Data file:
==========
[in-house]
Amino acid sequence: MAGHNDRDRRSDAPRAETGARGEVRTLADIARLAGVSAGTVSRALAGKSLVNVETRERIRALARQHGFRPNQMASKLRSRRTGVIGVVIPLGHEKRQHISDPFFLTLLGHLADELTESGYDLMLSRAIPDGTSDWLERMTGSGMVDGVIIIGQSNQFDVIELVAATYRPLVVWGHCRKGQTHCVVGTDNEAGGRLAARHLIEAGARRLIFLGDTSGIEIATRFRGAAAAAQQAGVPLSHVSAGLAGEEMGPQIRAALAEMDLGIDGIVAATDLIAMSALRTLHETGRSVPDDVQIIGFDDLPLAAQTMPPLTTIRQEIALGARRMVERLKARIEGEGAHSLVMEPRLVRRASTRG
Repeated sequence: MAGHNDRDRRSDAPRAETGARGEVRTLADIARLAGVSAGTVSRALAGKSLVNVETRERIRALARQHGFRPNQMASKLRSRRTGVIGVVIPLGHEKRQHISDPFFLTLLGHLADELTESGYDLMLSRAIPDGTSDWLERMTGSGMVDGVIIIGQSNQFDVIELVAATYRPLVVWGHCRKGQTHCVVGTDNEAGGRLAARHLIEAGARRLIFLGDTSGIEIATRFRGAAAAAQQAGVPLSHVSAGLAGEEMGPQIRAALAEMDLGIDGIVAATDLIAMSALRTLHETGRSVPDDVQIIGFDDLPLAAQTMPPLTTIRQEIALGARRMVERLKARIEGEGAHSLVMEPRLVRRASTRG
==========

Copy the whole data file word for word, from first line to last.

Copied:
[in-house]
Amino acid sequence: MAGHNDRDRRSDAPRAETGARGEVRTLADIARLAGVSAGTVSRALAGKSLVNVETRERIRALARQHGFRPNQMASKLRSRRTGVIGVVIPLGHEKRQHISDPFFLTLLGHLADELTESGYDLMLSRAIPDGTSDWLERMTGSGMVDGVIIIGQSNQFDVIELVAATYRPLVVWGHCRKGQTHCVVGTDNEAGGRLAARHLIEAGARRLIFLGDTSGIEIATRFRGAAAAAQQAGVPLSHVSAGLAGEEMGPQIRAALAEMDLGIDGIVAATDLIAMSALRTLHETGRSVPDDVQIIGFDDLPLAAQTMPPLTTIRQEIALGARRMVERLKARIEGEGAHSLVMEPRLVRRASTRG
Repeated sequence: MAGHNDRDRRSDAPRAETGARGEVRTLADIARLAGVSAGTVSRALAGKSLVNVETRERIRALARQHGFRPNQMASKLRSRRTGVIGVVIPLGHEKRQHISDPFFLTLLGHLADELTESGYDLMLSRAIPDGTSDWLERMTGSGMVDGVIIIGQSNQFDVIELVAATYRPLVVWGHCRKGQTHCVVGTDNEAGGRLAARHLIEAGARRLIFLGDTSGIEIATRFRGAAAAAQQAGVPLSHVSAGLAGEEMGPQIRAALAEMDLGIDGIVAATDLIAMSALRTLHETGRSVPDDVQIIGFDDLPLAAQTMPPLTTIRQEIALGARRMVERLKARIEGEGAHSLVMEPRLVRRASTRG